Posted by Bill Sandweg on 24 October 2022.
Medical diagnosis and its evil twin, misdiagnosis, are profoundly influenced by the physician’s ability to effectively listen to the patient. There are great diagnosticians and some doctors who are not so great diagnosticians. The great ones almost always say the same thing, “If you listen to the patient, she will tell you all you need to know.”
There are many trends in medicine which discourage physicians from listening to their patients. Probably the most important of these is the press of time. Doctors are being pushed by economics to spend less time on each patient visit. The less time there is for a visit, the less time the doctor has to listen to the patient. Maximizing the number of patients a doctor sees in a day may be a good way to maximize income but it is a terrible way to deliver good medical care.
Many doctors have personality traits that make it difficult for them to be good listeners. Tops on that list is a lack of patience. They want to cut to the chase. They interrupt the patient when the patient is trying to tell them what is wrong. They ask questions early, which tends to cause them to form a diagnosis before they have heard all the facts. Once a diagnosis has entered the physician’s brain, his or her hearing becomes selective and they tend to hear those things that support the diagnosis and discard those that don’t. They don’t value the patient and the patient’s perception of what is wrong. After all, who went to medical school?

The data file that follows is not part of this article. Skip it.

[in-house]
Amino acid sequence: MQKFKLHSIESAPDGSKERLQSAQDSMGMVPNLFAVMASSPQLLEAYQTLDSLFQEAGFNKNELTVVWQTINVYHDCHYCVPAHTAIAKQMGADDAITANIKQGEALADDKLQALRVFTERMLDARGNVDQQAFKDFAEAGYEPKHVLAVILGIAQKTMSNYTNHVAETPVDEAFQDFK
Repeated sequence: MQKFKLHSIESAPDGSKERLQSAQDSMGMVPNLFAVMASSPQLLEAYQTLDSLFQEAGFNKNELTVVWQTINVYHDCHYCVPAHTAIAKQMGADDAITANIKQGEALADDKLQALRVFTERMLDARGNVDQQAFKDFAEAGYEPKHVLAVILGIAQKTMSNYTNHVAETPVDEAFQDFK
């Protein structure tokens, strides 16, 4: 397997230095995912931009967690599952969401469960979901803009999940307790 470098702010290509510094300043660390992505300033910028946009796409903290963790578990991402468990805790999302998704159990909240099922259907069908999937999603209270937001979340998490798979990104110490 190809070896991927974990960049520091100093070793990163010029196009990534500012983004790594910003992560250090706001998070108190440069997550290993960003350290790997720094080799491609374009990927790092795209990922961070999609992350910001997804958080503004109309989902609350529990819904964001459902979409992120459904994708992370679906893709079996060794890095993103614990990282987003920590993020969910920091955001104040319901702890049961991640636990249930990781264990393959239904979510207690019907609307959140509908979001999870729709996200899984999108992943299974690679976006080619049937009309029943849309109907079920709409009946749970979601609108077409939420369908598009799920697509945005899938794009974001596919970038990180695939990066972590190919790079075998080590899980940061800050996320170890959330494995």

Patients play a role in poor communication as well. One article I read advanced the position that patients sometimes act like hostages. They are reluctant to speak. They are reluctant to contradict or to challenge the physician/captor. They feel powerless and dependent on the physician.
Failure to listen results in dissatisfied patients who conclude that the doctor does not have the time for them, that the doctor does not care about them as persons but only as patients, and that their fears and concerns are valueless. The trust that is such an important part of a good physician/patient relationship is hard to create when there is a failure to listen. Failure to listen also increases the chances for a miscommunication. Doctors need to hear all that their patients have to say.
To its credit, the medical profession recognizes the problem with listening to patients and has tried to change its ways. Article after article in professional journals or presentations at seminars urge doctors to engage in active listening. An active listener doesn’t just listen, she engages with the patient. She is in the moment and giving the patient all of her attention. No multitasking. No writing or typing on the computer while the patient is speaking. She does not interrupt. She interprets what she has heard and repeats it back to the patient. She watches the body language of the patient and avoids body language on her part that might suggest disinterest or being closed to communication. These are the keys to good communication.
As a patient, don’t be a hostage. Insist that the doctor listen to you. If the doctor is impatient or for any other reason, won’t listen to you, find another doctor. You owe that to yourself.